UEFA is awaiting Taylor’s reports before deciding whether to take action against Mourinho for his rant.

Taylor booked Mourinho during the game, which finished 1-1 after extra time before Sevilla sealed their seventh Europa League triumph by winning 4-1 in a penalty shoot-out.

Tempers simmered on and off the pitch in a disappointing final, with 13 players shown yellow cards, seven of them to Roma players, while fourth official Michael Oliver had his work cut out to keep control of both dug-outs.

The game was littered with delays, with a total of 25 minutes’ stoppage time added to the 120 minutes of playing time.

Sevilla's aura in the Europa League is similar to the fear Real Madrid instil into Champions League opponents, says Steven Nzonzi.

Jose Mourinho's Roma were the latest team to fall foul of Sevilla in a Europa League final as the Andalusian side extended their remarkable record of wins in UEFA's second-tier club competition to seven.

Only five teams – Madrid, Barcelona, Milan, Liverpool and Bayern Munich – have won more major European honours than Sevilla, who beat Roma 4-1 on penalties after a tightly contested 1-1 draw in Budapest.

Nzonzi, who helped Unai Emery's Sevilla beat Liverpool in 2016 to seal a third straight Europa League crown, believes the club have now created such an air of dominance in the tournament that they can be compared to Madrid, who have won the Champions League/European Cup on 14 occasions.

He told Stats Perform: "I don't know if they are the greatest team, it is hard to say but, of course they are one of the best teams to play in that competition.

"I really feel they have that energy that experience going on in that competition and it makes them win, it reminds me of Real Madrid in the Champions League.

"Real Madrid are another level and the won the Champions League more [times] than Sevilla won the Europa League but [Sevilla are] one of those teams when they are in that competition, you feel like anything is possible and they can win it."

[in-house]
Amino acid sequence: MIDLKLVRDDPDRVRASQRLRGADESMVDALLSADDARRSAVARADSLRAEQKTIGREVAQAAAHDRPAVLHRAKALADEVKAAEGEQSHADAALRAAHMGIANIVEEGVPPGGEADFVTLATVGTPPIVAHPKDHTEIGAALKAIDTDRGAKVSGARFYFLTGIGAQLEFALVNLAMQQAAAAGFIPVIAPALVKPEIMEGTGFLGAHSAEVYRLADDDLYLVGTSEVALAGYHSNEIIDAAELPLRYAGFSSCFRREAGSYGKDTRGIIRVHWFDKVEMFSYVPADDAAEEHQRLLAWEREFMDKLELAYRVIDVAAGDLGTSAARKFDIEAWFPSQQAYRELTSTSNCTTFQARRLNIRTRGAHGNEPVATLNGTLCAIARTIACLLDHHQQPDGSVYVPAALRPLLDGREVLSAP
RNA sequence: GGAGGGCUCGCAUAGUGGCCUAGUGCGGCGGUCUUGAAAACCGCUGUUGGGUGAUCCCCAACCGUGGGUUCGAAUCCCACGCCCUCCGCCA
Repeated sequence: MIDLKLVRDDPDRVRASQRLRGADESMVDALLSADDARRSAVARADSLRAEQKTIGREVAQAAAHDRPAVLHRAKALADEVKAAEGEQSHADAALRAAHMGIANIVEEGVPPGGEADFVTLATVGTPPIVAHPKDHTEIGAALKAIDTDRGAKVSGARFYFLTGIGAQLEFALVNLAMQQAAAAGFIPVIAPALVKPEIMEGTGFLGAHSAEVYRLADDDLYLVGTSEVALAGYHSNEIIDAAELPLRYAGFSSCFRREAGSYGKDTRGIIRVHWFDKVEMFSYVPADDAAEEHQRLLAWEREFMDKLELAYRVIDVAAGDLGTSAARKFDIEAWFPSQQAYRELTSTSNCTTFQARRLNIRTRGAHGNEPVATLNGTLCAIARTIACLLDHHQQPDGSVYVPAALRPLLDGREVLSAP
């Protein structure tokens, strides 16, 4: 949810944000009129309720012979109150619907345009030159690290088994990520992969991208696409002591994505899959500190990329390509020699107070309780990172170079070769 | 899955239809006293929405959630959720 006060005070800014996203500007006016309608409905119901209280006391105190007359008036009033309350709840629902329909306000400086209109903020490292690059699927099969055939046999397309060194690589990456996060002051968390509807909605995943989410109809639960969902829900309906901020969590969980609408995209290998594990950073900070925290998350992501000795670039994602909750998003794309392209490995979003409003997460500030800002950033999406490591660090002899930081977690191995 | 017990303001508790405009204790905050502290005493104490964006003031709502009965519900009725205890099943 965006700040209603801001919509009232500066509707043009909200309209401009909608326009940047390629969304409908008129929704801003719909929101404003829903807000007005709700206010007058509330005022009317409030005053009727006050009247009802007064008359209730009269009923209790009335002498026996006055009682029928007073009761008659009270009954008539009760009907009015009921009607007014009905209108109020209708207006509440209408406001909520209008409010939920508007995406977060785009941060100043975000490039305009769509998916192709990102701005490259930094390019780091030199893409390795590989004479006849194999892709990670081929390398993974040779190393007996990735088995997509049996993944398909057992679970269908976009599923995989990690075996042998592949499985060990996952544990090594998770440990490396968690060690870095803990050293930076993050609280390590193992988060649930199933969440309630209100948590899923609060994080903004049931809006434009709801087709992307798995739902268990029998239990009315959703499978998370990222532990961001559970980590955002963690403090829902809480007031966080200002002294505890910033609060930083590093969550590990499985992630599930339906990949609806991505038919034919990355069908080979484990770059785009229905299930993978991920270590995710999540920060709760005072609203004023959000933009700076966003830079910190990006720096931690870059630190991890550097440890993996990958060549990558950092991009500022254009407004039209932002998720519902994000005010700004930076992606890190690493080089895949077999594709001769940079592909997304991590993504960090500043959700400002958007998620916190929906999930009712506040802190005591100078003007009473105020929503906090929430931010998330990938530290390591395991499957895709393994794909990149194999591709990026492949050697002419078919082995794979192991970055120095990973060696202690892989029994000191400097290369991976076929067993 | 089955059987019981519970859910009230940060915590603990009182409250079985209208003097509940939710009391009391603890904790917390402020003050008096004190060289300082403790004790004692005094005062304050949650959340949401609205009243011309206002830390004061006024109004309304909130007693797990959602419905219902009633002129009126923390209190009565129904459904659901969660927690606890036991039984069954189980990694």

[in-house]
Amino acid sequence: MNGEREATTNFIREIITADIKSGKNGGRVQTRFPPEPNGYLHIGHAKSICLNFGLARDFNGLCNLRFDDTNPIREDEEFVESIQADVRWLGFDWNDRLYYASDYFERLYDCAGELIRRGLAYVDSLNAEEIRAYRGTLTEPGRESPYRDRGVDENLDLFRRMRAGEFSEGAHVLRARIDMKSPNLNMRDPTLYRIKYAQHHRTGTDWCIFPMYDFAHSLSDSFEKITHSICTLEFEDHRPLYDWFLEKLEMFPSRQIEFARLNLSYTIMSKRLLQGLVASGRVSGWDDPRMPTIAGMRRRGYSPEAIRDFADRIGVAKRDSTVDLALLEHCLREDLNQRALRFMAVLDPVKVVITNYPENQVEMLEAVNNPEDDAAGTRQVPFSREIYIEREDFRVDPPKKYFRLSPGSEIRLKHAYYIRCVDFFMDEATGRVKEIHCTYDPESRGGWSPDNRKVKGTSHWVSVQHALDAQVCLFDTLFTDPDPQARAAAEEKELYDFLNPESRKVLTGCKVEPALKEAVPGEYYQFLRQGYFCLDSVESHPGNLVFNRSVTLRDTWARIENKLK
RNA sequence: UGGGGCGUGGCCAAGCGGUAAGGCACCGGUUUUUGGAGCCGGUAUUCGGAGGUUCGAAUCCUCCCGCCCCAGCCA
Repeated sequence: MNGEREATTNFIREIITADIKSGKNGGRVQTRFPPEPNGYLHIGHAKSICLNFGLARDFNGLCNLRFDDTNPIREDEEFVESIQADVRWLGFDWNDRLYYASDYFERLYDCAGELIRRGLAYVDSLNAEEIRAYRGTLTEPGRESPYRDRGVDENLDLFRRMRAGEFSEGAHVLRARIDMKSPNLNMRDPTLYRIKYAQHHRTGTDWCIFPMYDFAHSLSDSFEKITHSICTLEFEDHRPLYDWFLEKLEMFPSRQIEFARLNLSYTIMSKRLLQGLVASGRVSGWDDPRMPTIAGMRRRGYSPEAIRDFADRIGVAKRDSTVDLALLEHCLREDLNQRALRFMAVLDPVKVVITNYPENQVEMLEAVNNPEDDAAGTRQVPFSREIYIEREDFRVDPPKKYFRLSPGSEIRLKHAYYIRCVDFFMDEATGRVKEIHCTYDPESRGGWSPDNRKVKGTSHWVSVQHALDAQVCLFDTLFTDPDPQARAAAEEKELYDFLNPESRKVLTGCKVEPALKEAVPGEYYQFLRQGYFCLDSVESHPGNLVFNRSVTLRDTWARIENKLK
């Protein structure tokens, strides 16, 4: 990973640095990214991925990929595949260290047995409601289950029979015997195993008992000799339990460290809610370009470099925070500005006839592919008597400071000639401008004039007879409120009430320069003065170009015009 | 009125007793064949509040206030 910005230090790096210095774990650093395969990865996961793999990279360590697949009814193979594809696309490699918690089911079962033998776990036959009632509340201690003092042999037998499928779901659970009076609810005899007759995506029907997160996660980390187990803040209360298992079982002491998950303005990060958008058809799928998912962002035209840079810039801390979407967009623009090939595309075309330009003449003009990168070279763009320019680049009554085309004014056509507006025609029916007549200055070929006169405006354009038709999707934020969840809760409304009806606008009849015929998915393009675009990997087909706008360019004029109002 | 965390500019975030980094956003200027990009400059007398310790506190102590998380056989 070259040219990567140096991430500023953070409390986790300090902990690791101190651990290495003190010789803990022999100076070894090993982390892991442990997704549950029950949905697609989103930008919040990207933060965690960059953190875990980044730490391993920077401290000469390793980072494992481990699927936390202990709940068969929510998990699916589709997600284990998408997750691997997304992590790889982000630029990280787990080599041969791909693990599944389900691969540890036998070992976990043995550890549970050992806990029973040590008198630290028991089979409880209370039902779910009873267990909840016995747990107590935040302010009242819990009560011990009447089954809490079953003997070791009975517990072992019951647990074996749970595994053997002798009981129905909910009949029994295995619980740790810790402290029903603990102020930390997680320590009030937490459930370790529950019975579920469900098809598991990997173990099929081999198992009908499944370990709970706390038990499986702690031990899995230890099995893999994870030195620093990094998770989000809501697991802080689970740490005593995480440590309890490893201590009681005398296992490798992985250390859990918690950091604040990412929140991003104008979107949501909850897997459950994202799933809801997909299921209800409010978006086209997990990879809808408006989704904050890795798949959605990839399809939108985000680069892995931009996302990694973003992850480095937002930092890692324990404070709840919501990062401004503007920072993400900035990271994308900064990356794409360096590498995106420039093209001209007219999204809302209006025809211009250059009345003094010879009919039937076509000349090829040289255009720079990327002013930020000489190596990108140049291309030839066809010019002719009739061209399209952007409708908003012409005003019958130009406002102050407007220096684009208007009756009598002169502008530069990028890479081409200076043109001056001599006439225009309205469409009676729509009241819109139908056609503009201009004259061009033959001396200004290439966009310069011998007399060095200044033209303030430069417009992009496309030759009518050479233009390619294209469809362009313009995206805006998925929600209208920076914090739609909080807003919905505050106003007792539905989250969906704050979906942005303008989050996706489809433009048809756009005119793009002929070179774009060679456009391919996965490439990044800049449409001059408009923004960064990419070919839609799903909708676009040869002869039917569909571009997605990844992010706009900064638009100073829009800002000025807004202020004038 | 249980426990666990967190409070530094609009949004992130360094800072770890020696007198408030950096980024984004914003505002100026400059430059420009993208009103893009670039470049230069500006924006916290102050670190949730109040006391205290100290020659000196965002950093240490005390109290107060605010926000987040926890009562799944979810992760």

Asked why Sevilla are able to sustain such success in the Europa League, Nzonzi replied: "It's really hard to say because sometimes you play against other teams that are better than you.

"They may play better or on paper have better players than you but you are still the one ending the game or winning the competition.

"I think it's the whole vibe, the whole energy going on, in the changing room, in the club there is a confidence because if you already won it one, two, three, four, five, six times, you have the confidence to win it again and feel that you are the superior team in that competition.

"Then there is the fans. I watched the semi-final and when Juventus played in Sevilla, I looked at the fans and I said, 'They [Juve] are not winning, the fans are just so good'. They are just pushing you so much, it is very difficult for the other team to feel confident.

"I think the big thing with Sevilla is the fans. I feel it is a big part of the energy that is happening for them in the Europa league.

"I remember going to the stadium and having a lot of fans not stopping the bus, but following the bus. [In the 2015-16 final] there were much more Liverpool fans in the stadium, but we still could feel the energy of the Sevilla fans."

Sevilla were embroiled in a relegation scrap in LaLiga until Jose Luis Mendilibar replaced Jorge Sampaoli in March, and while they are set for a mid-table finish, their Europa League triumph means Champions League football beckons next term.

"It feels like the Europa League has big things to do with Sevilla, because it is just incredible," Nzonzi added. 

"And I think it is even better because they are not qualifying for the Champions League through LaLiga."